Friday, March 26, 2010

Fully patch a server using powershell and vbs

Update: 201006018 – changed the reboot portion of the script to watch uptime instead of ping, some of my servers weren’t coming down fast enough.  B)

For our last patch cycle we used Harry Johnston's vbs script to manage our updates.  His script is here. (His very basic home page is here. I found the script from a newsgroup post or I would ping back or similar.  Thanks Harry if you see this.)

If you want to do this completely with powershell, James O’Neill has posted is a pretty definitive discussion, Managing Windows Update with PowerShell.  I don’t have powershell on all of my servers and don’t want to make that a requirement for this solution.  As such, we are doing the actual work w/ the already present cscript engine and just managing the process w/ powershell.

Harry’s very useful script works whether you are pointing to windows updates or your own WSUS server.  It checks for new updates, downloads, installs and reports whether you need a reboot.  If you don't need a reboot, it runs itself again until it either needs a reboot or finds no patches.  Cool script.  we modified it slightly to spit out the hostname we were working w/ as we psexec'd it to run on a bunch of computers.

When we did this at first, we ran a few loops.  First we copied the winupdates.vbs script to the c:\ on each computer to be updated.  We would have run it from the fileshare but we wanted to have a single solution for our servers.  Win2k8 servers run into a UAC problem w/ psexec.  there may be a better way but we decided to pass -s to psexec to run as system (thus avoiding the UAC issues).  Because we need to run as system, we cannot call the script from a network location (more specifically, we didn’t want to manage opening a network location that could be read by all the machine accounts)

We then ran a loop to pop out a command window for each server and run the script through sysinternal's psexec.  When the script finished, it would report if it needed a boot.  We would boot and then run the script again until the script had nothing to do.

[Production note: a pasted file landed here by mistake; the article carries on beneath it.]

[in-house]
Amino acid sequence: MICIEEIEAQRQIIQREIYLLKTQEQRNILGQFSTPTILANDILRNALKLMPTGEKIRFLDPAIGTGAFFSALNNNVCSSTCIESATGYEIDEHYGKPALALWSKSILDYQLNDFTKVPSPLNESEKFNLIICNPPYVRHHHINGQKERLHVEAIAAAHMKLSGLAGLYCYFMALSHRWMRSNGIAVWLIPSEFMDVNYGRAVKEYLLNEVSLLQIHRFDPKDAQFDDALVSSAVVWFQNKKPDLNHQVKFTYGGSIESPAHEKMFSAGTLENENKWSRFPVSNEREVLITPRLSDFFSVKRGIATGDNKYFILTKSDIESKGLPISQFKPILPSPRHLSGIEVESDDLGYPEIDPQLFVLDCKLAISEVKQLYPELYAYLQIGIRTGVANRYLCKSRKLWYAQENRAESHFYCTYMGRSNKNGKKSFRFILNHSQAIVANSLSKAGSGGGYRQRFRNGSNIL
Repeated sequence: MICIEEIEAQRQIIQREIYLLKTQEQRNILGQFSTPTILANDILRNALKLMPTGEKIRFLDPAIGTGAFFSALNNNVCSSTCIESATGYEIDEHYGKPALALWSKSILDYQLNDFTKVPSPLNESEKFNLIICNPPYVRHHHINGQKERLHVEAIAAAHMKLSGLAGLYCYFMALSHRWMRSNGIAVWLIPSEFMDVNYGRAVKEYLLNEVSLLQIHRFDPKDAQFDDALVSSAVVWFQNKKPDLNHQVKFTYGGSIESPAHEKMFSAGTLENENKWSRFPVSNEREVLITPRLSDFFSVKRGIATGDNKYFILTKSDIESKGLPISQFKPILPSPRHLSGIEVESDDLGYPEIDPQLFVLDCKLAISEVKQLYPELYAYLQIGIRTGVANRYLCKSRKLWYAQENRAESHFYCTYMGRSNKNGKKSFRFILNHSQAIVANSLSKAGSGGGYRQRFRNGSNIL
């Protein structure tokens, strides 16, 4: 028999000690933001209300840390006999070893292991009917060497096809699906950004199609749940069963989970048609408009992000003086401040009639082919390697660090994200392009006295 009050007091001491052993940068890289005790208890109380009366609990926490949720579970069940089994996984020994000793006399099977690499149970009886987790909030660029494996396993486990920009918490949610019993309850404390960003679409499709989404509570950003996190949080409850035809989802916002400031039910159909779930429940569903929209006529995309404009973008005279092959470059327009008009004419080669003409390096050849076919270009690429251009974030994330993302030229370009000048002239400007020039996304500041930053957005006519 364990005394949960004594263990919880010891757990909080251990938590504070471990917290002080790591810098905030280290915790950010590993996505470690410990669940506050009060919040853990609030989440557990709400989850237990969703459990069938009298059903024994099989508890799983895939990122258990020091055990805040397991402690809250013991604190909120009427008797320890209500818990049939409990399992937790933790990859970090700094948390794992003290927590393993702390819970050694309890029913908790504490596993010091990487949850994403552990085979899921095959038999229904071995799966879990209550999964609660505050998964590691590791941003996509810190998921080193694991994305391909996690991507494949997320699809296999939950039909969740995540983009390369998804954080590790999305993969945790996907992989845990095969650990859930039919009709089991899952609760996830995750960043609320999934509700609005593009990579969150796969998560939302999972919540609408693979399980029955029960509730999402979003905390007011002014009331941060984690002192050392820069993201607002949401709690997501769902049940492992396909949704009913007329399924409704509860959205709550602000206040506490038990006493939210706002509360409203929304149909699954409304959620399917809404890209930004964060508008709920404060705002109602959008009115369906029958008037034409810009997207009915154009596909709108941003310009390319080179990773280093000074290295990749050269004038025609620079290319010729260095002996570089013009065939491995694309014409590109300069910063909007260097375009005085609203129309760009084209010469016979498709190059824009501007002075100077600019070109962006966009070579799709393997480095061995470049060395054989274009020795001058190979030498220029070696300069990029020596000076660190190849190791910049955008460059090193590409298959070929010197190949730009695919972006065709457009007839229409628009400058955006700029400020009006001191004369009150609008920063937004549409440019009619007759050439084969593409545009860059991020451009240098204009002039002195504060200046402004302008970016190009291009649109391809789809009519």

This was much easier than getting on the servers and doing it but meh, it was still too much work.

The below powershell script will automate the copying the script and then loop the running, booting, waiting until there are no more patches to install.  I did put in a 10 boot limit and a 15 minute limit waiting for reboots.

Save the script below as PSPatch.ps1.  you will need to update the path to your winupdates.vbs and psexec at the top.   To run it, just pass it a server name.
./pspatch.ps1 servertopath

Let me know if you use it...

#patch server

param (




$scriptpath = "c:\toolkit\scripts\winupdates.vbs"

$psexec = "C:\Toolkit\sysint\psexec.exe"


if (-not (Test-Path $scriptpath)) { throw "Could not find Winupdates.vbs.  Set location at top of script." }

if (-not (Test-Path $psexec)) { throw "Could not find psexec.  Set location at top of script." }


#make sure the name is resolvable

try {$dnsresult = [System.Net.DNS]::GetHostEntry($server)}

catch {

      throw "Servername '$server' does not resolve to an IP"


#check if the server is alive

$ping = new-object System.Net.NetworkInformation.Ping

$Reply = $ping.Send($server)

if ($($Reply.status) -ne "Success") {

      throw "Could not ping $server.  Response $($reply.Status).  Skipping..."




#check if winupdate.vbs is in place

if (-not (test-path "\\$server\c$\winupdates.vbs")) {

      Write-Host "Copying winupdates.vbs to \\$server\c$" -ForegroundColor Yellow

      copy $scriptpath \\$server\c$



$i = 0 #as a sanity check we are only allowing 10 loops

while ($i -lt 10) {


      #run update

      &$psexec \\$server -s cscript c:\winupdates.vbs


      #check exit code

      switch ($LASTEXITCODE) {

      2     { # no more updates to install

                  write-host "Servername '$server' is fully patched after $i loops" -ForegroundColor green



      3     { #reboot needed

                  Write-Host "Reboot required..." -ForegroundColor Yellow

                  $j = 0 #as a sanity check we are only allowing 15 loops here as well

                  $uptime = (Get-WmiObject -computer $server -class Win32_PerfFormattedData_PerfOS_System).SystemUptime

                  shutdown /r /m $server

                  while ($uptime -gt 600 )  # We are checking the uptime and waiting until we get a value of less than 5 minutes uptime as our ‘reboot finished’ test


                        sleep 60

                        $ErrorActionPreference = "Stop"

                        try {

                              $uptime = (Get-WmiObject -computer $server -class Win32_PerfFormattedData_PerfOS_System).SystemUptime

                              Write-Host "Waiting for server to reboot ($uptime)"


                        catch {

                              Write-Host "Waiting for server to reboot ($uptime)"


                        if ($j -gt 15) {  #if we have looped 15 times we have a problem

                              throw "Server has not rebooted in 15 minutes. Something is wrong"







      default { #error or unexpected code

            throw "We either have an error above or an unexpected error code.  Please check above for details"





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